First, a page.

I didn’t want to let this paper by Robert E. Scott from the progressive Economic Policy Institute go by without comment. I’ve made no secret of my belief many of the United State’s economic woes can be dated to China’s effectgively pegging the yuan to the dollar in the early 1990s and Dr. Scott’s article documents the costs that the actions of China and other countries that have engaged in currency manipulation have had on us. As he points out the currency manipulation practice not only by China but by Denmark, Hong Kong, South Korea, Malaysia, Singapore, Switzerland, Taiwan, and Japan have increased our trade deficit beyond what it would otherwise have been and cost us a significant number of manufacturing jobs:
Overall, reducing U.S. goods trade deficits would create between 891,500 and 2,337,300 jobs in manufacturing (38.8 percent to 40.3 percent of jobs gained across industries), representing the largest jobs gain of any major industry. Within manufacturing, the largest gains would occur in durable goods, specifically “machinery, except electrical,” with 170,500 to 353,900 jobs gained (respectively, 7.4 percent and 6.1 percent of total jobs gained). Jobs gained in non-electrical machinery would increase total employment by 14.4 percent to 29.8 percent in that sector. Other manufacturing industries with large gains would include transportation equipment (164,100 to 352,400 jobs), computer and electronic parts (127,600 to 338,000 jobs), fabricated metal products (104,200 jobs to 251,800 jobs), and miscellaneous manufactured commodities (99,400 to 243,300 jobs).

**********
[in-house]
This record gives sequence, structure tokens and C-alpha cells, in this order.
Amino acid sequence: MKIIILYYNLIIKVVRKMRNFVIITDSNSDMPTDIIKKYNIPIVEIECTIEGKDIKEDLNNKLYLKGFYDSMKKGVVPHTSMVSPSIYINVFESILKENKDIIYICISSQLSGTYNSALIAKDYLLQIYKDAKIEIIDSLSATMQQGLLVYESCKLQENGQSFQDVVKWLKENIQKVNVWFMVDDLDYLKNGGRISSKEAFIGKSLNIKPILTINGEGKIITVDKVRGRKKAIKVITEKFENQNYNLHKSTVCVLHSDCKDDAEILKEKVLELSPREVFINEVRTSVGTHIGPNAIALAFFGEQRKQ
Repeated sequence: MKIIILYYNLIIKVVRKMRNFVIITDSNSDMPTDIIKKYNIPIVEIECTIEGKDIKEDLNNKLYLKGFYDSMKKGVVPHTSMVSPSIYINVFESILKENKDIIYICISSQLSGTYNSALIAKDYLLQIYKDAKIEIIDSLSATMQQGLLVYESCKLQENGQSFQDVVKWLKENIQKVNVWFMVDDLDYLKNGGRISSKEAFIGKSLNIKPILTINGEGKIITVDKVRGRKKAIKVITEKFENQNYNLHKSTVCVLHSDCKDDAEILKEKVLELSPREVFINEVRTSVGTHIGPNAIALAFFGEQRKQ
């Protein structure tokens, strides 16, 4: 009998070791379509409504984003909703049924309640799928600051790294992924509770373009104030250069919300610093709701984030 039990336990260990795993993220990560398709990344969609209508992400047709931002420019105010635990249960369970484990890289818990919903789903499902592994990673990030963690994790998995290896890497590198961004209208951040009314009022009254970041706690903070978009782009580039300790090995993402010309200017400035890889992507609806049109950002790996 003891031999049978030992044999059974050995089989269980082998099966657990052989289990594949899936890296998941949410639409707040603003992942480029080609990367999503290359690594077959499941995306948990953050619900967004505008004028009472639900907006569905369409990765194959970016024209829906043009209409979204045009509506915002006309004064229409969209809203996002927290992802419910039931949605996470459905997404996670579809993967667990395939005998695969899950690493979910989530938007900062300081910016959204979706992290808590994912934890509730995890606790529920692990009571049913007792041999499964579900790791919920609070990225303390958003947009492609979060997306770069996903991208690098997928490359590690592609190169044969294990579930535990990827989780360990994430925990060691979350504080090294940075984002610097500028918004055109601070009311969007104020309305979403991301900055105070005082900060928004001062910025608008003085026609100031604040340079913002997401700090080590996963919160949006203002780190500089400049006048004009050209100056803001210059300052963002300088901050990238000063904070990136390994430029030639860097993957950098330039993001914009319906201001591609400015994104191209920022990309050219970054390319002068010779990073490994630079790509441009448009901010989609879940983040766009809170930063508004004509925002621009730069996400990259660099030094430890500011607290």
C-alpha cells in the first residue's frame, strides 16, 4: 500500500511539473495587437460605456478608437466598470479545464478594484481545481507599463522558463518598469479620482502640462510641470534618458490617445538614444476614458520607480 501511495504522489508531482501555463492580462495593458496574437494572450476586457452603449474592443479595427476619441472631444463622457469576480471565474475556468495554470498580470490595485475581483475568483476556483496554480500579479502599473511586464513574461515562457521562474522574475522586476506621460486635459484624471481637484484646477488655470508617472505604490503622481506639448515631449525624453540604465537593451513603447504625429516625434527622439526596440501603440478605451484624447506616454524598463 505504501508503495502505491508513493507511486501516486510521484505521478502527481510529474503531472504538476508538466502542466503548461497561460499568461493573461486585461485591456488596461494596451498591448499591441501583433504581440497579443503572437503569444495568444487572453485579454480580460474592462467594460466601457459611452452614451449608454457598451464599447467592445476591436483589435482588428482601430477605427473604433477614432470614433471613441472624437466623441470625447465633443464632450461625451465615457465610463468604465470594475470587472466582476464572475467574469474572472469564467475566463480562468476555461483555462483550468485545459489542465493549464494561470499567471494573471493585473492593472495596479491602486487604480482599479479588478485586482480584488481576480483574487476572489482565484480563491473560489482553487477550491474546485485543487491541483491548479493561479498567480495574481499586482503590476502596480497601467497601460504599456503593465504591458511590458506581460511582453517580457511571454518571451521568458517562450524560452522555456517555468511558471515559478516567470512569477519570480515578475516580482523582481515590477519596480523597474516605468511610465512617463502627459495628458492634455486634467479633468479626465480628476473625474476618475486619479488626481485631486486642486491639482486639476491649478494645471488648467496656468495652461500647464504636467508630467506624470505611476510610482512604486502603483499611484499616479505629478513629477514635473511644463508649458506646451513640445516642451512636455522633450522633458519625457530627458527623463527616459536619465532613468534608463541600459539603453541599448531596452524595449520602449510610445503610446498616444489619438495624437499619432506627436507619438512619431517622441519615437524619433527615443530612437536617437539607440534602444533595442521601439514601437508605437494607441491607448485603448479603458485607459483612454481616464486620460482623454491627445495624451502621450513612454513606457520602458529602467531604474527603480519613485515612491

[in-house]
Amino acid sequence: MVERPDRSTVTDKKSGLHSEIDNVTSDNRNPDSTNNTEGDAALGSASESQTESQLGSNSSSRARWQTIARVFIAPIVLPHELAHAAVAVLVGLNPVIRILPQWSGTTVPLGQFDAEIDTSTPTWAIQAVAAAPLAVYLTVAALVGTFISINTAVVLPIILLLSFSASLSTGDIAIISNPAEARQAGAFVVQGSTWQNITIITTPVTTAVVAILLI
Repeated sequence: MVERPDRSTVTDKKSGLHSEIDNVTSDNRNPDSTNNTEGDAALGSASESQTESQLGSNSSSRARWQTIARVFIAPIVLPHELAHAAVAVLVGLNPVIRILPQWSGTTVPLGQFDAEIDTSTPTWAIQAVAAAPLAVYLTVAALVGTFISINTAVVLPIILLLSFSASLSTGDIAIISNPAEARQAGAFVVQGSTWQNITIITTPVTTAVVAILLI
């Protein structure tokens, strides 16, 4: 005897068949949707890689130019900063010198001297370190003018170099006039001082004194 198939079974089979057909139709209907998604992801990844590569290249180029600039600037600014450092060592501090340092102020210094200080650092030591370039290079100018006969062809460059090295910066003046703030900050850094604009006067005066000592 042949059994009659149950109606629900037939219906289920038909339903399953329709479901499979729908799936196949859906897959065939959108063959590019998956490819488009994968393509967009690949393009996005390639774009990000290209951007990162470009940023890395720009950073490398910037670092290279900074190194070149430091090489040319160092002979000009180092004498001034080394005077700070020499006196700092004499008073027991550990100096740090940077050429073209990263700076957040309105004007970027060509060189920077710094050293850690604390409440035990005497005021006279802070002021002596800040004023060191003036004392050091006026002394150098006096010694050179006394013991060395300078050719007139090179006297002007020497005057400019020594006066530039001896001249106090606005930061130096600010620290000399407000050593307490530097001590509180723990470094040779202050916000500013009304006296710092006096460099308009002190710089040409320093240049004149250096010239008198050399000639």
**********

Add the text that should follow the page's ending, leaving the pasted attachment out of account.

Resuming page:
Major job winners outside of manufacturing include agriculture, forestry, and fisheries (246,800 to 486,100 jobs); health care and social assistance (167,900 to 430,600 jobs); administrative and support industries (166,700 to 413,900 jobs); professional, scientific, and technical services (140,300 to 357,100 jobs); and accommodation and food services (142,500 to 358,600 jobs).
It could be retorted that the out-sized purchases of dollars by various other countries is the price that the U. S. pays for the dollar being the world’s reserve currency. That could well be true but
- All of the countries listed above with the possible exception of Switzerland (the Swiss have a tendency not to be participants in international accords) have engaged in trade in dollars in violation of commitments they’ve made.
- It’s not enough to point out that the dollar is the reserve currency. Critics of the analysis have an obligation to quantify the net costs to us incurred by the dollar being a reserve currency and IMO the individuals and companies that benefit from that should be taxed by that amount and the proceeds used to support wage subsidies, apprenticeship programs, and other policies that would foster job creation here.